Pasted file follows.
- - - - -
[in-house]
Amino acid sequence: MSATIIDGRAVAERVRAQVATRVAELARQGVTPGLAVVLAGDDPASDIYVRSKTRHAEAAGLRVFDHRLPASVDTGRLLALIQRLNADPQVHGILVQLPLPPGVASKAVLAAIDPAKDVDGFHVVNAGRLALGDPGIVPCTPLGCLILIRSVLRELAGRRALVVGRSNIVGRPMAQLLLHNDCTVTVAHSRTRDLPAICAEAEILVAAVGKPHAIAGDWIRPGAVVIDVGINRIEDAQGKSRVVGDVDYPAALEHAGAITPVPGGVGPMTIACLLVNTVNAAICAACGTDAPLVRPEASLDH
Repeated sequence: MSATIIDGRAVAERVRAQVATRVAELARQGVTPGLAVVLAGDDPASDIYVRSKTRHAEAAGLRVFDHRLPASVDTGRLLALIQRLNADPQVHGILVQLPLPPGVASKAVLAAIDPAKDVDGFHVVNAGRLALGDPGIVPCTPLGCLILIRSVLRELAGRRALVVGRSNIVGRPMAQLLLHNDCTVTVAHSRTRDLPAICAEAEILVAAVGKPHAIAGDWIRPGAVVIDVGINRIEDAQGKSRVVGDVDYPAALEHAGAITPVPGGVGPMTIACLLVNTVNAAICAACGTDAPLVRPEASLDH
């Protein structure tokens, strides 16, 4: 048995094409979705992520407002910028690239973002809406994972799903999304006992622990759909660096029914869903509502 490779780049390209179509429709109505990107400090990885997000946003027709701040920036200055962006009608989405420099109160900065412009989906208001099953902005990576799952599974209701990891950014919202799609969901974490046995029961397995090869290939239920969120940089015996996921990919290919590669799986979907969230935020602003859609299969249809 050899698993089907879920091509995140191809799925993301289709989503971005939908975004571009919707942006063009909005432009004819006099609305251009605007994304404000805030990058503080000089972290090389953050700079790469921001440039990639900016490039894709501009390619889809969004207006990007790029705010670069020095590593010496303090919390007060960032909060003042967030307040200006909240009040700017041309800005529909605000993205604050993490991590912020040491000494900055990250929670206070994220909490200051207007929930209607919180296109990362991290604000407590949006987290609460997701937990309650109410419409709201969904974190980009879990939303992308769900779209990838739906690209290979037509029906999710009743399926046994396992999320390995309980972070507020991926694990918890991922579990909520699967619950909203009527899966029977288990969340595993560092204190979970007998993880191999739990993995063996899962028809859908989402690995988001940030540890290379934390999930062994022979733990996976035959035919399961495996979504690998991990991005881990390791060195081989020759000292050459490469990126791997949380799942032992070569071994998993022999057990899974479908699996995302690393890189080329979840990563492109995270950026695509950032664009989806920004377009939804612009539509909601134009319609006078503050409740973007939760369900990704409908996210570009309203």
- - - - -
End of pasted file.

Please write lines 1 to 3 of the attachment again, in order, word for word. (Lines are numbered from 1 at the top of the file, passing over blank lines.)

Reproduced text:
[in-house]
Amino acid sequence: MSATIIDGRAVAERVRAQVATRVAELARQGVTPGLAVVLAGDDPASDIYVRSKTRHAEAAGLRVFDHRLPASVDTGRLLALIQRLNADPQVHGILVQLPLPPGVASKAVLAAIDPAKDVDGFHVVNAGRLALGDPGIVPCTPLGCLILIRSVLRELAGRRALVVGRSNIVGRPMAQLLLHNDCTVTVAHSRTRDLPAICAEAEILVAAVGKPHAIAGDWIRPGAVVIDVGINRIEDAQGKSRVVGDVDYPAALEHAGAITPVPGGVGPMTIACLLVNTVNAAICAACGTDAPLVRPEASLDH
Repeated sequence: MSATIIDGRAVAERVRAQVATRVAELARQGVTPGLAVVLAGDDPASDIYVRSKTRHAEAAGLRVFDHRLPASVDTGRLLALIQRLNADPQVHGILVQLPLPPGVASKAVLAAIDPAKDVDGFHVVNAGRLALGDPGIVPCTPLGCLILIRSVLRELAGRRALVVGRSNIVGRPMAQLLLHNDCTVTVAHSRTRDLPAICAEAEILVAAVGKPHAIAGDWIRPGAVVIDVGINRIEDAQGKSRVVGDVDYPAALEHAGAITPVPGGVGPMTIACLLVNTVNAAICAACGTDAPLVRPEASLDH